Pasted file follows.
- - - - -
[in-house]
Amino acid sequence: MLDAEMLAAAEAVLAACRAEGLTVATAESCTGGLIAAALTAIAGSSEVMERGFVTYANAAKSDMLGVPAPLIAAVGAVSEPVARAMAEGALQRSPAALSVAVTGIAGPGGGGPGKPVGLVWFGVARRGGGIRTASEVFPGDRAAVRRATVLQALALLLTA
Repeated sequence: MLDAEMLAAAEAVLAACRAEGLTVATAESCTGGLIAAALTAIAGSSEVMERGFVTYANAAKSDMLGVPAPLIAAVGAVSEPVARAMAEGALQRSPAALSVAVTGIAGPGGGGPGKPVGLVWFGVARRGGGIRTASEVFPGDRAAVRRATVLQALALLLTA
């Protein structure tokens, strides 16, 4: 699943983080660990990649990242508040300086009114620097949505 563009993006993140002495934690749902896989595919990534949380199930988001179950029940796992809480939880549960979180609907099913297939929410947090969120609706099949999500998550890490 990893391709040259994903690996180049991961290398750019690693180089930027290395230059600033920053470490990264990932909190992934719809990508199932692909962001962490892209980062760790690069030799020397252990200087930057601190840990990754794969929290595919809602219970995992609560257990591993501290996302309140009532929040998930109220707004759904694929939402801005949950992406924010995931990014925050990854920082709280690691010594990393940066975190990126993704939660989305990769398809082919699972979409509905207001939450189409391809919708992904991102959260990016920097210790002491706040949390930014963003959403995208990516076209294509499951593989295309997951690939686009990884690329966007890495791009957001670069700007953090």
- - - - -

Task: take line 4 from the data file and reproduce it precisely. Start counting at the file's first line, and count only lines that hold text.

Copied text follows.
């Protein structure tokens, strides 16, 4: 699943983080660990990649990242508040300086009114620097949505 563009993006993140002495934690749902896989595919990534949380199930988001179950029940796992809480939880549960979180609907099913297939929410947090969120609706099949999500998550890490 990893391709040259994903690996180049991961290398750019690693180089930027290395230059600033920053470490990264990932909190992934719809990508199932692909962001962490892209980062760790690069030799020397252990200087930057601190840990990754794969929290595919809602219970995992609560257990591993501290996302309140009532929040998930109220707004759904694929939402801005949950992406924010995931990014925050990854920082709280690691010594990393940066975190990126993704939660989305990769398809082919699972979409509905207001939450189409391809919708992904991102959260990016920097210790002491706040949390930014963003959403995208990516076209294509499951593989295309997951690939686009990884690329966007890495791009957001670069700007953090």